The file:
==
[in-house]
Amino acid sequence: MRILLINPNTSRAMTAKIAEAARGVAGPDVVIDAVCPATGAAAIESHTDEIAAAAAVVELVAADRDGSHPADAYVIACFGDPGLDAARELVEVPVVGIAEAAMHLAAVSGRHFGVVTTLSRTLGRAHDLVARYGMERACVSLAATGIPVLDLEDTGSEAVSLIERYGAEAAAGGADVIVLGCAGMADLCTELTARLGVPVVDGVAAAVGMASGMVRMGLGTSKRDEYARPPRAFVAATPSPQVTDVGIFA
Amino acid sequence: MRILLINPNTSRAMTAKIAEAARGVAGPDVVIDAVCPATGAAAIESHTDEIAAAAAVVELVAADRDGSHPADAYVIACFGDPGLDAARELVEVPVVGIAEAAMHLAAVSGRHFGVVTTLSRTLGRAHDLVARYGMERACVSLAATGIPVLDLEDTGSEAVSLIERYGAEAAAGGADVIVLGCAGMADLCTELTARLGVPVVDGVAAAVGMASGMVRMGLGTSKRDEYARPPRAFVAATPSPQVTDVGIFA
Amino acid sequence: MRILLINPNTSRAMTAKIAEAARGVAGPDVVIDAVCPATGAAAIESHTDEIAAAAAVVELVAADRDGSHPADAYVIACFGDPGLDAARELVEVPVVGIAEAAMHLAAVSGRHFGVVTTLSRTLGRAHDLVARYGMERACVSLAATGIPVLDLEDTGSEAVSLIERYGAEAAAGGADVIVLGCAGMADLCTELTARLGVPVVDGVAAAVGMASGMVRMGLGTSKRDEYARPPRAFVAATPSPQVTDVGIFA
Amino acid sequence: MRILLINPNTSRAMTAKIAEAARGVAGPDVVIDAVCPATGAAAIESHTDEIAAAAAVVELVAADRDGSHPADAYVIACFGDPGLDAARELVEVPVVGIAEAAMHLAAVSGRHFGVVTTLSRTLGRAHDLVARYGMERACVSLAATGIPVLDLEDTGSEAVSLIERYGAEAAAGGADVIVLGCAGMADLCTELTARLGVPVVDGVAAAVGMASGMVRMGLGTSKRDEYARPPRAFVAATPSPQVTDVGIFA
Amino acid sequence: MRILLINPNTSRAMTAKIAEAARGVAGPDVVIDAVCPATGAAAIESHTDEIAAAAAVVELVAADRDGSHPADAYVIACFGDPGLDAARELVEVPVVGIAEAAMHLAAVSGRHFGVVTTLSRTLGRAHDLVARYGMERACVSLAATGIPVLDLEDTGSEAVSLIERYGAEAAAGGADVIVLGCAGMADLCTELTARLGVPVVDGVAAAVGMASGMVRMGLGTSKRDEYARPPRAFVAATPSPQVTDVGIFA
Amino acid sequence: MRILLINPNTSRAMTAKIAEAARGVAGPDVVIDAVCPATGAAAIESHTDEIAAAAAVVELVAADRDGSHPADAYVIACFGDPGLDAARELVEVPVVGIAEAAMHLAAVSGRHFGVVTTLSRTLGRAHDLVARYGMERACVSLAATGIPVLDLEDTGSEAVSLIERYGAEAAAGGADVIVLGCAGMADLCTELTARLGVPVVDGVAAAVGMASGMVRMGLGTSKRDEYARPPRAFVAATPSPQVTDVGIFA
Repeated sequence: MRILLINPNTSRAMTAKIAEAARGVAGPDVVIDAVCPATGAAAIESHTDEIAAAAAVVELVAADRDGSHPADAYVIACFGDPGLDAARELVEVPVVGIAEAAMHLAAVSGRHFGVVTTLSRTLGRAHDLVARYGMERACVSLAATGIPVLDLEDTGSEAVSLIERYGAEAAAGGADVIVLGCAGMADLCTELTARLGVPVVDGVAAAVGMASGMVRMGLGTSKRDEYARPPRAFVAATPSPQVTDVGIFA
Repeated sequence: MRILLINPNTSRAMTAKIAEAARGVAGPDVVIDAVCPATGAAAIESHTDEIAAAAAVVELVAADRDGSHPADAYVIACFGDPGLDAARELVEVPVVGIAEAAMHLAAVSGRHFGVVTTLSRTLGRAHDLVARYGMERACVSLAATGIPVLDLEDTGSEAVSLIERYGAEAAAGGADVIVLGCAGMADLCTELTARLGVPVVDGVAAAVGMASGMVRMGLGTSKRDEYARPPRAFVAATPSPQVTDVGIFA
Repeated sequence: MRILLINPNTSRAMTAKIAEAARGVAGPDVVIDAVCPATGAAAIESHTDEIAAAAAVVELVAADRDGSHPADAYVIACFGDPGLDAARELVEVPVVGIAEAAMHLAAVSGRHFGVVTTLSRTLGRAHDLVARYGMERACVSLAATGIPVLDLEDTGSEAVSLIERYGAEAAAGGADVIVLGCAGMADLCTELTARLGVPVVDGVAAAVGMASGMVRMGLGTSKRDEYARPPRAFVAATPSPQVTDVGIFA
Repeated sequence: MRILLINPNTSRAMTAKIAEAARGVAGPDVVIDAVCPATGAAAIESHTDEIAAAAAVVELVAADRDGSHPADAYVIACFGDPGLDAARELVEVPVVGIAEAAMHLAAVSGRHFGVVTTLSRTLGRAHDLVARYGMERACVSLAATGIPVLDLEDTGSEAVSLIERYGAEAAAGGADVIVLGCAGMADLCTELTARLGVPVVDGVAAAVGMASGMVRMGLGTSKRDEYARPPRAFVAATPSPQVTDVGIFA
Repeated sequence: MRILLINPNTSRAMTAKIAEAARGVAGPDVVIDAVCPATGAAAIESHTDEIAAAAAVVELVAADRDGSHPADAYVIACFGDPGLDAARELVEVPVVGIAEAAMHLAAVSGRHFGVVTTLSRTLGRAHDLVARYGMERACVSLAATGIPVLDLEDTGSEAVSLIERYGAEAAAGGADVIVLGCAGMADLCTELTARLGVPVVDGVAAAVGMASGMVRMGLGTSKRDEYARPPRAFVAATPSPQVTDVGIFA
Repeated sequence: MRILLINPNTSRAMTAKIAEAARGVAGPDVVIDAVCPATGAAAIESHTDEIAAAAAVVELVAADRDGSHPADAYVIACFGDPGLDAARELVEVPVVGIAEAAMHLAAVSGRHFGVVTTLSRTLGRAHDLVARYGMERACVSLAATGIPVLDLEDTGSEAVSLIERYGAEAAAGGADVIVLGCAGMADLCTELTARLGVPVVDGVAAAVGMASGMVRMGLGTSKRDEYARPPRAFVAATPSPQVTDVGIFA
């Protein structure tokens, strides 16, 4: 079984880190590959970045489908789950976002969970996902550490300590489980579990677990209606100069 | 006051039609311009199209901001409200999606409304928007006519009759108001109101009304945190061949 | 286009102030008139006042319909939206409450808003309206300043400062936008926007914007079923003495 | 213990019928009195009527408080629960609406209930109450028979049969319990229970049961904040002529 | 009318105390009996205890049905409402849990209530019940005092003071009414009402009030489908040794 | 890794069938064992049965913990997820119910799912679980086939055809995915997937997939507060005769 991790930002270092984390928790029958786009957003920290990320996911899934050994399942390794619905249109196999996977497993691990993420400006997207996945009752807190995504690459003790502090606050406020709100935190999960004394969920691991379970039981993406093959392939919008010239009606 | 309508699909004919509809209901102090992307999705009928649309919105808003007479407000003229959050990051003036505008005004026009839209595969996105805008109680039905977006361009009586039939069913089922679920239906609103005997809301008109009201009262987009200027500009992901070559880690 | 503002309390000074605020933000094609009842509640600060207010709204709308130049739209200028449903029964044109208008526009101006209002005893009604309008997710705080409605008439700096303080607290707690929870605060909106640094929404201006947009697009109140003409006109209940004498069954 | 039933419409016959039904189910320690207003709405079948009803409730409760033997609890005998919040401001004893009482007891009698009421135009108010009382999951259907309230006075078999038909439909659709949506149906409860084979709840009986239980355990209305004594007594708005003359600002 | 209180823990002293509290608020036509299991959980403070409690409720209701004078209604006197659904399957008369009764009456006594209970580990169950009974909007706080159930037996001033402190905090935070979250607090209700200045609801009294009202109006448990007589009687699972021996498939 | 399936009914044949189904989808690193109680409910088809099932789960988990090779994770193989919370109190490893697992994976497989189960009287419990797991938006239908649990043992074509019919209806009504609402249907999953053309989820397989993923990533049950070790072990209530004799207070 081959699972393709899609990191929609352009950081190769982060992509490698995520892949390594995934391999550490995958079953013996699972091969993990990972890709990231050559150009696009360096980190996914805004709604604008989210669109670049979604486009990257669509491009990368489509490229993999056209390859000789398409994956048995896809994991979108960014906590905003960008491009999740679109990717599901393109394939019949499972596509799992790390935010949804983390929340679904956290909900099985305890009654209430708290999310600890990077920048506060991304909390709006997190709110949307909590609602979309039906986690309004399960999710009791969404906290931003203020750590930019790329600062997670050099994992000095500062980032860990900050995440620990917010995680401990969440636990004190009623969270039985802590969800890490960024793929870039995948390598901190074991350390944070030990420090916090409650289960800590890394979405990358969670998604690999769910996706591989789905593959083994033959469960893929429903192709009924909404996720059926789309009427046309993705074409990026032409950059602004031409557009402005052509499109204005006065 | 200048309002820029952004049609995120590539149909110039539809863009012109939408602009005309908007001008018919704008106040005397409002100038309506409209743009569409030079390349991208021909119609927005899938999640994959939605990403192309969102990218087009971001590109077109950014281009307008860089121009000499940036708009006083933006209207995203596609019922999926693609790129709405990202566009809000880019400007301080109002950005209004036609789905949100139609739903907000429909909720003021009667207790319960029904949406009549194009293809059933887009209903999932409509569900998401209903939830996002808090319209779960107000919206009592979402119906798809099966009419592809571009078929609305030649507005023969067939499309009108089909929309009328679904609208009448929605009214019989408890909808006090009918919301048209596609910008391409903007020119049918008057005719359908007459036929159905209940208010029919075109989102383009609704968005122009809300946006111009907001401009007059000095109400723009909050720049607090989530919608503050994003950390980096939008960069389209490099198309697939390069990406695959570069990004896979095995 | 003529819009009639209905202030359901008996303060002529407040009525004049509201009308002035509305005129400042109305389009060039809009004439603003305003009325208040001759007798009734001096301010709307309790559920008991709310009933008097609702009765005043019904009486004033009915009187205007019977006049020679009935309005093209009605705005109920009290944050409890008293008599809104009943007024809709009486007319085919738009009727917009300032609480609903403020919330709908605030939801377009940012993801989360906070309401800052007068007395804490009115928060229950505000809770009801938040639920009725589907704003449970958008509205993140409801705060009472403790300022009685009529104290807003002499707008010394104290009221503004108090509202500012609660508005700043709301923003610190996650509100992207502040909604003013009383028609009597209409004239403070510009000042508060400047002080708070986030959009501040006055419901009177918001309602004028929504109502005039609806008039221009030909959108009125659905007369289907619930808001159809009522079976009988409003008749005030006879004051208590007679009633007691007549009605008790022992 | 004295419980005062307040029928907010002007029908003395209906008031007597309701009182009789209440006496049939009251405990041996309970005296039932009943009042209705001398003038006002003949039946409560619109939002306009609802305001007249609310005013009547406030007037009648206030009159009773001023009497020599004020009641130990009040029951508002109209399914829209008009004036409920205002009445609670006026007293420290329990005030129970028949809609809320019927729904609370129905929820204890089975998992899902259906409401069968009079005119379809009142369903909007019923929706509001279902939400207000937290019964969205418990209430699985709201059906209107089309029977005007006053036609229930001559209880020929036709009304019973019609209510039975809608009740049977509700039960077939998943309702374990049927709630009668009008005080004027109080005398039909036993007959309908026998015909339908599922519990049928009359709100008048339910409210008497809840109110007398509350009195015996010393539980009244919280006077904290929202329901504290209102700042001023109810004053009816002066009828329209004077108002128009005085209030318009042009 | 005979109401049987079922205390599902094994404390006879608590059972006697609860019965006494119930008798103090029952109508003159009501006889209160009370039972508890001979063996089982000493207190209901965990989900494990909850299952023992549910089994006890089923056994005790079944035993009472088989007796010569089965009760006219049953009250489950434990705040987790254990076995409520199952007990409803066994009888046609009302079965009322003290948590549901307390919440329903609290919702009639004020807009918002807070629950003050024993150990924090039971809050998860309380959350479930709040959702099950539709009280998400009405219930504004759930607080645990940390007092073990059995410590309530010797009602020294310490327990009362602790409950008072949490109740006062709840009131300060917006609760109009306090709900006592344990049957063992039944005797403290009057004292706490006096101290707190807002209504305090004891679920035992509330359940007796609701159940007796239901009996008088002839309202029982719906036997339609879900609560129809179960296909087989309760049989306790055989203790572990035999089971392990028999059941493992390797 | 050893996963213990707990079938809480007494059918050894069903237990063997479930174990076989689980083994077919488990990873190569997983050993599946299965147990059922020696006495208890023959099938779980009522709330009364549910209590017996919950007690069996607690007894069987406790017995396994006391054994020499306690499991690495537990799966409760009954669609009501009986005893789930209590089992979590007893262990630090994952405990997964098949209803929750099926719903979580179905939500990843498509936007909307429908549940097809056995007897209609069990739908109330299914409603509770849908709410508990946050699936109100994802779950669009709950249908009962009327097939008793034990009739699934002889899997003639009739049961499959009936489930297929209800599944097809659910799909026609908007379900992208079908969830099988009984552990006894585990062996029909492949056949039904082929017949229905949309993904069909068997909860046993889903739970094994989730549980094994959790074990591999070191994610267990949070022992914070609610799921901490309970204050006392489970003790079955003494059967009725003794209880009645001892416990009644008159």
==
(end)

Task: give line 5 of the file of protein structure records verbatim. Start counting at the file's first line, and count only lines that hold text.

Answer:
Amino acid sequence: MRILLINPNTSRAMTAKIAEAARGVAGPDVVIDAVCPATGAAAIESHTDEIAAAAAVVELVAADRDGSHPADAYVIACFGDPGLDAARELVEVPVVGIAEAAMHLAAVSGRHFGVVTTLSRTLGRAHDLVARYGMERACVSLAATGIPVLDLEDTGSEAVSLIERYGAEAAAGGADVIVLGCAGMADLCTELTARLGVPVVDGVAAAVGMASGMVRMGLGTSKRDEYARPPRAFVAATPSPQVTDVGIFA